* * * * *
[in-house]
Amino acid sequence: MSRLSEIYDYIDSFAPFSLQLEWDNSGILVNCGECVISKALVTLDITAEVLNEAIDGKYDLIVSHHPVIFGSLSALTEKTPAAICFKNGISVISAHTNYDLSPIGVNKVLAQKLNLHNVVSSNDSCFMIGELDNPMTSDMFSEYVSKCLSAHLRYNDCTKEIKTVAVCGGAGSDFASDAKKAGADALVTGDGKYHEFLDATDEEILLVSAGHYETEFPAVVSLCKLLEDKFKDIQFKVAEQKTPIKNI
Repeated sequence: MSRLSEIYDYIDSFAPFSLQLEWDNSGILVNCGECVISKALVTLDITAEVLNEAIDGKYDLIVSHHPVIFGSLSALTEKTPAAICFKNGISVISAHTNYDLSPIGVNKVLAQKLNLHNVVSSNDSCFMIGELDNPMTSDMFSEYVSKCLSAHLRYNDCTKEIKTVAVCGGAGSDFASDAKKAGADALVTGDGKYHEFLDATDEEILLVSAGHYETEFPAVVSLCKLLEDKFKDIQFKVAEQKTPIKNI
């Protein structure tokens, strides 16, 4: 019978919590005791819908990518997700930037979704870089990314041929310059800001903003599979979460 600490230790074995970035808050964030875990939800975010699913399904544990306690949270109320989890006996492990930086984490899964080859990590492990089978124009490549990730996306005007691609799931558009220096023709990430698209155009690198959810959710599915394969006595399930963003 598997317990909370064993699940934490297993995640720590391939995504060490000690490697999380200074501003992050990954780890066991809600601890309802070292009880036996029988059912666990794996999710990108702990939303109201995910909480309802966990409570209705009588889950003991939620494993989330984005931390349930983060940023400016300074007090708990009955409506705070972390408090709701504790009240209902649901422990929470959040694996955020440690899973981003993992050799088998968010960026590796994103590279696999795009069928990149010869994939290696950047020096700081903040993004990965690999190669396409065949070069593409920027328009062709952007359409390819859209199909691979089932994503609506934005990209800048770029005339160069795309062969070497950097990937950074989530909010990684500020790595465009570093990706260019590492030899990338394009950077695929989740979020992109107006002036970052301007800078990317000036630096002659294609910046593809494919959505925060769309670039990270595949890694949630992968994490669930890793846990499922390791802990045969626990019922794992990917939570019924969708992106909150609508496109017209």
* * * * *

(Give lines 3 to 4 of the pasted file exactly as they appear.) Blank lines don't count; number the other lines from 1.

Repeated sequence: MSRLSEIYDYIDSFAPFSLQLEWDNSGILVNCGECVISKALVTLDITAEVLNEAIDGKYDLIVSHHPVIFGSLSALTEKTPAAICFKNGISVISAHTNYDLSPIGVNKVLAQKLNLHNVVSSNDSCFMIGELDNPMTSDMFSEYVSKCLSAHLRYNDCTKEIKTVAVCGGAGSDFASDAKKAGADALVTGDGKYHEFLDATDEEILLVSAGHYETEFPAVVSLCKLLEDKFKDIQFKVAEQKTPIKNI
């Protein structure tokens, strides 16, 4: 019978919590005791819908990518997700930037979704870089990314041929310059800001903003599979979460 600490230790074995970035808050964030875990939800975010699913399904544990306690949270109320989890006996492990930086984490899964080859990590492990089978124009490549990730996306005007691609799931558009220096023709990430698209155009690198959810959710599915394969006595399930963003 598997317990909370064993699940934490297993995640720590391939995504060490000690490697999380200074501003992050990954780890066991809600601890309802070292009880036996029988059912666990794996999710990108702990939303109201995910909480309802966990409570209705009588889950003991939620494993989330984005931390349930983060940023400016300074007090708990009955409506705070972390408090709701504790009240209902649901422990929470959040694996955020440690899973981003993992050799088998968010960026590796994103590279696999795009069928990149010869994939290696950047020096700081903040993004990965690999190669396409065949070069593409920027328009062709952007359409390819859209199909691979089932994503609506934005990209800048770029005339160069795309062969070497950097990937950074989530909010990684500020790595465009570093990706260019590492030899990338394009950077695929989740979020992109107006002036970052301007800078990317000036630096002659294609910046593809494919959505925060769309670039990270595949890694949630992968994490669930890793846990499922390791802990045969626990019922794992990917939570019924969708992106909150609508496109017209």